McDonaldization of ”Serving the Society’


McDonaldization of ”Serving the Society’ – Instant Gratification, Low Cost & Low Involvement variant that sometimes even lets the individual(s) grab a few moments in limelight..Hmmm, I’m loving it 😉

Shubha’s short note on Feeding the hungry reminds me of how the very same people who cry hoarse about poverty and western opinions of India, will walk in without hesitation and build golden crowns for temples and feed thousands on an auspicious days. These billionaires are quite eager and willing to throw away their hard earned wealth into such well-intentioned but largely meaningless charades of charity.

Reminds me of the sagely advise on ‘Making your money work hard for you, while you work hard to earn some more“… Why should such a principle not apply to the money we give ? When we buy a car or a TV, we work hard to ensure that we buy something that lasts long and gives us maximum benefits.. So why does that rule not apply to the money we give..

First and foremost, I think it is the ‘charity‘mindset.. It is the mindset that focusses on sacrifice.. People look at ‘giving’, as a process of ‘sacrifice’.. If you were ‘sacrificing’ , are you likely to pay attention to where your ‘sacrifice’ goes, not very likely, isn’t it ? Sacrifice is a process of ‘letting go’. It gives the ‘sacrificer’ an aura of superiority or sainthood while allowing the sacrificial lamb a sanctimonious form of dissipation. Sacrifice as charity is a very ‘survival’ oriented view of life and tends to come from the days when scarcity was a reality. Is that true today ? Not really..

Add to that the fact that our developmental organisations tend to pander to that ‘Tug the Compassionate Heart’ psyche, through their ads as well as references to ‘donors ‘or ‘patrons’.. At the end of the day, how many developmental organisations are willing to measure their performance by hard metrics of development.. How many developmental organisations are willing to track and report ‘Return on Investment’ ? It is not impossible to measure their performance on hard metrics .. but developmental organisations shy away from measures because of their inherent distrust of anything that remotely sounds ‘corporate’ or ‘ capitalist’.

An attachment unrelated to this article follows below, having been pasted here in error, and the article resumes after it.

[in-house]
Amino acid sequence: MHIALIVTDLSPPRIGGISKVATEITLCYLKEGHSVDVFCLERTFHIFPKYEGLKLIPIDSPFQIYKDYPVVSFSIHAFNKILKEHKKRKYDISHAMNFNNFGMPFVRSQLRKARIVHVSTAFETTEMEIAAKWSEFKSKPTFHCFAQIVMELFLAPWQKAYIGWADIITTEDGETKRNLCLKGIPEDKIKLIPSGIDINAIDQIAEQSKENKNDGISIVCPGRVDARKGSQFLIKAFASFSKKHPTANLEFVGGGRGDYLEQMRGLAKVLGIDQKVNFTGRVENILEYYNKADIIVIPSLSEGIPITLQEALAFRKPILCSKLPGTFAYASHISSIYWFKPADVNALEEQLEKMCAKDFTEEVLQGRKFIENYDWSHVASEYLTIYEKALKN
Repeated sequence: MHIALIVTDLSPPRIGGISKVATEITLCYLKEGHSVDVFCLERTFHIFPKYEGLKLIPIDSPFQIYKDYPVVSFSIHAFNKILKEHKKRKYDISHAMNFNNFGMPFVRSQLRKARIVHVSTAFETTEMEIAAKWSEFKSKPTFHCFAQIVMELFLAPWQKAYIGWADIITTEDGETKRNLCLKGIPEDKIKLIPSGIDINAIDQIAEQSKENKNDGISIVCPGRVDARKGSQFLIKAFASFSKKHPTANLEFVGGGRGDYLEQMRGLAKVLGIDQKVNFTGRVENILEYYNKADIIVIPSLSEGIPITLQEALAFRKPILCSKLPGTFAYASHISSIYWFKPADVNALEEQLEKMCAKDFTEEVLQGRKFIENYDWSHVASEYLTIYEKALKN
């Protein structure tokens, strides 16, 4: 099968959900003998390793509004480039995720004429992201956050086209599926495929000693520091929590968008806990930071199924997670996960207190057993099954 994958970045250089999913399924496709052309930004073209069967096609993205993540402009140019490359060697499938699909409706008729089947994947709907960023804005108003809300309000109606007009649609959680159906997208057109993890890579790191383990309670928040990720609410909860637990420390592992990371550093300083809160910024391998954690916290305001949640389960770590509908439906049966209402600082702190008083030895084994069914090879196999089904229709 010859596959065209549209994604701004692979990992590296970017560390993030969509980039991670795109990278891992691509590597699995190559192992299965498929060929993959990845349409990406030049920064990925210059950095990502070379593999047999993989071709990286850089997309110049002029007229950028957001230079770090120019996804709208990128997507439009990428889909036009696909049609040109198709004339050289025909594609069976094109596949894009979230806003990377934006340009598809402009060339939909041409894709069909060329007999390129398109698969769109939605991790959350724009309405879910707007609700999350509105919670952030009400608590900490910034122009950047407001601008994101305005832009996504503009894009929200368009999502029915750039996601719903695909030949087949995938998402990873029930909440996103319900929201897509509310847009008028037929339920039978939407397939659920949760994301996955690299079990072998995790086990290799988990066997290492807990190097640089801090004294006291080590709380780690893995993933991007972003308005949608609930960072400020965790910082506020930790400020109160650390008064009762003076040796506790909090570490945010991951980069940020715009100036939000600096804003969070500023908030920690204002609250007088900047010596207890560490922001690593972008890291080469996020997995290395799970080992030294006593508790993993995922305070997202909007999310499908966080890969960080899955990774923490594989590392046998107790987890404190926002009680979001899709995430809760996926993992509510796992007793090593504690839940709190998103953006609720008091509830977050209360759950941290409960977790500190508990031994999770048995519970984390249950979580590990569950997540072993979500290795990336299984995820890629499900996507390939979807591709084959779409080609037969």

Measurement is a form of accountability that runs contrary to the idea of ‘sacrifice’..I have heard arguments from many people associated with NGOs and developmental organisations that benefits of such giving are not ‘easily ‘measurable or that the results are ‘too’slow.. That is quite similar to the argument I see within organisations that resist change. Developmental organisations often refuse the see the distinction between ideological missions and pragmatic missions. My idealogical view could be that poverty should cease to exist; however, my pragmatic view also indicates that such a ‘conquer the world’ mission wont be realistic, What is achievable is a measured, quantifiable goal for a limited geography. That’s why I feel that idealogues and opinionated unemployed writers( Arundhati Roy and such creed) should be kept away from such missions.. They do more harm through idealogical pin pricks and such acupressure techniques ;-).. They cover their lack of creative energy and inability to identify pragmatic solutions under the high decibel rants in media..

If we really want to solve issues of poverty and childcare, we have to look at ‘Giving’ as an investment.. Investment in a developmental organisation is quite the same as investment in a startup or a new technology that is yet to show results… It means that the investment I make needs to be monitored and measured against milestones and achievement thresholds , the stakeholders should be willing and able to initiate course-correction when the results indicate that need. An investment in a developmental cause is an investment in the future.. so why can we not hold developmental organisations accountable for results in a more concrete manner.. Why do developmental organisations focus on non tangible aspects of the investment even though childcare, elderly care and poverty are very measurable! After all, if the developmental organisations expect to be taken seriously, shouldnt they stop playing ‘God’ and feel like they should not be accountable for their results..

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~ by exploreamaze on November 5, 2009.

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